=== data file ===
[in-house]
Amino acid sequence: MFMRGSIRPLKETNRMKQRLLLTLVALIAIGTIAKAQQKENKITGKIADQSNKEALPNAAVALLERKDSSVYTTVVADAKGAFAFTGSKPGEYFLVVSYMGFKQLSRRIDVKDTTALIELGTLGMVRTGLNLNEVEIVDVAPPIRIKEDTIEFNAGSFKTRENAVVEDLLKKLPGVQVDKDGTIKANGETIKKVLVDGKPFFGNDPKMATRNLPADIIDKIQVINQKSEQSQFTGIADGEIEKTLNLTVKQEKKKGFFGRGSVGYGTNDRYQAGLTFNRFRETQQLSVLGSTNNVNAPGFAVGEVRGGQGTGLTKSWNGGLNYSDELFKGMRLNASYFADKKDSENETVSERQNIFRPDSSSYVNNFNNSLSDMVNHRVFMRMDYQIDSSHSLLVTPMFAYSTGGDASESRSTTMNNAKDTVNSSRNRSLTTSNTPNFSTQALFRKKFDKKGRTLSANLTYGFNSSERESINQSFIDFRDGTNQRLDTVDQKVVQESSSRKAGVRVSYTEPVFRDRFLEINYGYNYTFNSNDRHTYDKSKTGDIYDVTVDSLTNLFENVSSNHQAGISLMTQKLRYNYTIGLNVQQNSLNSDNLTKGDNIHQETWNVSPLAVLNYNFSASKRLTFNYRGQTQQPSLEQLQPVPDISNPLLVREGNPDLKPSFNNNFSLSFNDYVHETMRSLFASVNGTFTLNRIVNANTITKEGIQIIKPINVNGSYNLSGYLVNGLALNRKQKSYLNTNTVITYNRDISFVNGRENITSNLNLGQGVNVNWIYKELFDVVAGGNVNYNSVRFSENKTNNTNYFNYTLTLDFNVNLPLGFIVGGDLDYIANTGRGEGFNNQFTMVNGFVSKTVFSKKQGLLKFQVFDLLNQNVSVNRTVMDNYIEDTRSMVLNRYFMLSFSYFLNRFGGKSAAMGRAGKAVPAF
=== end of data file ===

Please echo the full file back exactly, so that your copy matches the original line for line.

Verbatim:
[in-house]
Amino acid sequence: MFMRGSIRPLKETNRMKQRLLLTLVALIAIGTIAKAQQKENKITGKIADQSNKEALPNAAVALLERKDSSVYTTVVADAKGAFAFTGSKPGEYFLVVSYMGFKQLSRRIDVKDTTALIELGTLGMVRTGLNLNEVEIVDVAPPIRIKEDTIEFNAGSFKTRENAVVEDLLKKLPGVQVDKDGTIKANGETIKKVLVDGKPFFGNDPKMATRNLPADIIDKIQVINQKSEQSQFTGIADGEIEKTLNLTVKQEKKKGFFGRGSVGYGTNDRYQAGLTFNRFRETQQLSVLGSTNNVNAPGFAVGEVRGGQGTGLTKSWNGGLNYSDELFKGMRLNASYFADKKDSENETVSERQNIFRPDSSSYVNNFNNSLSDMVNHRVFMRMDYQIDSSHSLLVTPMFAYSTGGDASESRSTTMNNAKDTVNSSRNRSLTTSNTPNFSTQALFRKKFDKKGRTLSANLTYGFNSSERESINQSFIDFRDGTNQRLDTVDQKVVQESSSRKAGVRVSYTEPVFRDRFLEINYGYNYTFNSNDRHTYDKSKTGDIYDVTVDSLTNLFENVSSNHQAGISLMTQKLRYNYTIGLNVQQNSLNSDNLTKGDNIHQETWNVSPLAVLNYNFSASKRLTFNYRGQTQQPSLEQLQPVPDISNPLLVREGNPDLKPSFNNNFSLSFNDYVHETMRSLFASVNGTFTLNRIVNANTITKEGIQIIKPINVNGSYNLSGYLVNGLALNRKQKSYLNTNTVITYNRDISFVNGRENITSNLNLGQGVNVNWIYKELFDVVAGGNVNYNSVRFSENKTNNTNYFNYTLTLDFNVNLPLGFIVGGDLDYIANTGRGEGFNNQFTMVNGFVSKTVFSKKQGLLKFQVFDLLNQNVSVNRTVMDNYIEDTRSMVLNRYFMLSFSYFLNRFGGKSAAMGRAGKAVPAF